The Oya Energy Hybrid dispatchable facility, which consists of colocated solar, wind and battery storage energy, will form a blueprint for the way in which South Africa’s energy grid will be able to operate on 100% renewable energy, says energy project developer G7 Renewable Energies MD Dr Killian Hagemann.
G7 Renewable Energies is the lead developer in the Oya Energy Hybrid dispatchable facility, in the Komsberg Renewable Energy Development Zone in the Western Cape, which was awarded preferred bidder status in the Risk Mitigation Independent Power Producer Procurement Programme (RMIPPPP) this year.
G7 began the project in June last year by repurposing an existing bid-ready wind farm project for the Renewable Energy Independent Power Producer Procurement Programme, adding solar photovoltaic (PV) energy, battery storage and, later, a thermal component to the facility.
The project will use colocated wind turbines, solar PV arrays, lithium-ion batteries, diesel engines and a hybrid controller that orchestrates all four technologies.
Hagemann remarks that the independent power producer consortium development is ongoing, as the final elements are being put in place for the successful achievement of financial close for the project.
“G7 is at the forefront of wind innovation with hybrid and battery integration at Oya. Oya will be the first true, large hybrid project globally. We’re able to combine solar PV, wind and battery technology to provide dispatchable power at full contract capacity at most times from 05:00 to 21:00 when including the generators. The key innovation is the hybrid control and dispatch logic to the vinyl of the different technologies.”
He highlights that wind energy is used in this project to supplement the power that solar PV supplies by providing vital evening peak power. This also provides a way of charging batteries overnight to dispatch the power in the morning when wind and solar PV may add only minimal power.
Further, owing to solar PV power generation peaking in summer and wind generation in winter, combining both with battery storage helps to balance out seasonal variations, he clarifies.
“Combining wind with other technologies, such as solar PV and battery storage, has hardly ever been done before, at least not directly. In 20 years, power generation will use exclusively wind, solar PV, batteries and a bit of hydrogen energy for rare cases of extended renewable energy resource unavailability across the country".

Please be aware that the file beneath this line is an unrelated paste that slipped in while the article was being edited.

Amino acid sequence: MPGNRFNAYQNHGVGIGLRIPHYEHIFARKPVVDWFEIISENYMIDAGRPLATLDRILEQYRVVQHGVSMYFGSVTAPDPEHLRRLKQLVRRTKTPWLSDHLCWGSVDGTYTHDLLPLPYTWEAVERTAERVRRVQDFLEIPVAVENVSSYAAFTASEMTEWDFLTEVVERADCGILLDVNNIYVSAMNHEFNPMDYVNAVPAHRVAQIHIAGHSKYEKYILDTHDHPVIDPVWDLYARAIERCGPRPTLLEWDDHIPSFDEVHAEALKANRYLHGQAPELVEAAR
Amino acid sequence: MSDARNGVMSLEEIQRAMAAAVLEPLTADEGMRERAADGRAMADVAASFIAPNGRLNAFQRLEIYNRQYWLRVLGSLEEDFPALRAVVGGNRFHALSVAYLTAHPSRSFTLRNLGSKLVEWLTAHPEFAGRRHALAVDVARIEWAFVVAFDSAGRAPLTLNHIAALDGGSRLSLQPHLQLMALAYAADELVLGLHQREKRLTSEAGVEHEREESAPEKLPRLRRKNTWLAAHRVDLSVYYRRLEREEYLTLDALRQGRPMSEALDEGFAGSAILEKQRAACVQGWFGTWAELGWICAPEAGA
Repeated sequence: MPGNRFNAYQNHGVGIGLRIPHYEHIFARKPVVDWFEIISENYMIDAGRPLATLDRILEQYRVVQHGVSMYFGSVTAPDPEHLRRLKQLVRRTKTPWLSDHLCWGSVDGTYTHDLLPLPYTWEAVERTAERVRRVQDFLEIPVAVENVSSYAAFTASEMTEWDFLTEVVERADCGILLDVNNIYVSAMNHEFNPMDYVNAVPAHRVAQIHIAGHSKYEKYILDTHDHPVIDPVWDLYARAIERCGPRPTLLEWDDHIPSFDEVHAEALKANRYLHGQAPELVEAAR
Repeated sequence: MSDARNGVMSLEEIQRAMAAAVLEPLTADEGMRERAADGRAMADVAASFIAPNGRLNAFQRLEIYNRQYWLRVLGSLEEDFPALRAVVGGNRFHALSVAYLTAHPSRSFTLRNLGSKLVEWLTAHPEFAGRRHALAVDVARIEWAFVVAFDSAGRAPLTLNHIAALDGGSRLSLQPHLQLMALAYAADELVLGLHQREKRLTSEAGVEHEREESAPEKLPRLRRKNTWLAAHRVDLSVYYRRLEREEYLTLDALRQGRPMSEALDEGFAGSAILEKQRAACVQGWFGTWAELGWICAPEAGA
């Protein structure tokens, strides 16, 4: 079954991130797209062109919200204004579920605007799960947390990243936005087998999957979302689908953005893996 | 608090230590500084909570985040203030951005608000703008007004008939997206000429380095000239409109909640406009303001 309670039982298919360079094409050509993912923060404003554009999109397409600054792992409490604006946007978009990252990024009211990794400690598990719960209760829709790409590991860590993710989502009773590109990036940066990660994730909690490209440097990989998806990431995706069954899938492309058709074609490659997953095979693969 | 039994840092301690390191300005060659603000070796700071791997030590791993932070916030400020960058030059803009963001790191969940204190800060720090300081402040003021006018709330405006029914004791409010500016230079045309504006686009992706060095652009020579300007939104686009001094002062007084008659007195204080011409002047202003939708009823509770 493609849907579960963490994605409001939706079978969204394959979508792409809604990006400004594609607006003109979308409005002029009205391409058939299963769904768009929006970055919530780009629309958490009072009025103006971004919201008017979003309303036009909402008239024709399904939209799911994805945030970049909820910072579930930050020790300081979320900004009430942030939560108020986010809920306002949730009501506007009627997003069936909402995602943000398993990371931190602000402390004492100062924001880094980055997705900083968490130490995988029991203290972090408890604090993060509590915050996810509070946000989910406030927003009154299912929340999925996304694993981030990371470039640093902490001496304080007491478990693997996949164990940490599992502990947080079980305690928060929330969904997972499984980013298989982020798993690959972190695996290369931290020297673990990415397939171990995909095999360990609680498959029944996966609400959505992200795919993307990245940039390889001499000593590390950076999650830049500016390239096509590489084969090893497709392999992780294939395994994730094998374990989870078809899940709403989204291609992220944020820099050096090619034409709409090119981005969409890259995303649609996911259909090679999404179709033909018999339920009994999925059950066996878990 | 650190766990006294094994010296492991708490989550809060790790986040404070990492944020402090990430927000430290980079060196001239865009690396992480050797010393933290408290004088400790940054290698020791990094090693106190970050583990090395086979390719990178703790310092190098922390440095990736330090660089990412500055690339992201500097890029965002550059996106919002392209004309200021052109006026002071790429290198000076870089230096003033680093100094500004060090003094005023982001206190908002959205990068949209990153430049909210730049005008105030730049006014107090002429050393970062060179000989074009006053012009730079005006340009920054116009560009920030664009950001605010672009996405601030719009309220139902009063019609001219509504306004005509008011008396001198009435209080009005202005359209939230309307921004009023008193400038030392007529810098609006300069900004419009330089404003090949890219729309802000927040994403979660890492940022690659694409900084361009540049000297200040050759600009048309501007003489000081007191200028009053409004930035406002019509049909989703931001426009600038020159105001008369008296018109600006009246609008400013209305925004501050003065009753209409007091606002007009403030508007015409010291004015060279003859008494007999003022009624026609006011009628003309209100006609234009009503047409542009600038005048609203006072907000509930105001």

Hagemann says the wind energy contribution adds complexity to the overall project and the integration of multiple technologies, but has enabled G7 to tender a competitive tariff in the RMIPPPP while meeting all key qualification criteria.
This energy project shows the value of wind energy to the grid, and that more reliable energy can be supplied to South African consumers using battery storage, as it uses scarce grid capacity better and provides more power when needed, he notes.
Wind Energy Combined
Hagemann expects that future energy projects that exclusively generate power from wind farms will become rare, and that combining wind energy with battery technology will be ideal.
“Battery technology helps with easing grid congestion – when production is high, you can bring production down to charge the battery, and when there is little production, you can bring it up by discharging the battery.
“The grid connection is like a pipe in that it can handle only so much water flow (electricity production) at any given time. In other words, its design or maximum capacity cannot be exceeded, any surplus (from wind or PV) needs to be curtailed. At the same time, in practice there are times when the water flow (wind and PV production) only amounts to a trickle of water, meaning the pipe is often underutilised. If one can defer sending excess water (wind and PV production) through the pipe to a later time by storing it (in batteries), you can increase the overall throughput of the pipe.”
Hagemann explains that adding more capacity in this instance is not possible or too costly or time intensive, despite spare capacity not being used most of the time, as wind farms do not operate at full capacity all the time.
“This provides opportunities for G7 to be involved in more hybrid projects as we are one of the first companies in South Africa to integrate wind and solar PV energy with battery storage. We intend on capitalising on the advantage and experience that we have gained in the process.”
He enthuses that more energy projects that include wind energy and storage can provide significant downstream benefits, including employment and job opportunities in the supply chain. Such employment opportunities can vary – from low-level jobs, such as construction, to highly skilled jobs, such as specialised control engineers working with battery and wind integration.
“The manufacturing of local components such as towers for wind turbines has been established, and as the volume of megawatts grow and becomes more persistent, more components can be locally manufactured. This ties into South Africa’s green industrialisation.
“Companies would be willing to invest in factories to localise additional components, provided that there is a stable wind pipeline in the future energy allocation of South Africa,” he concludes.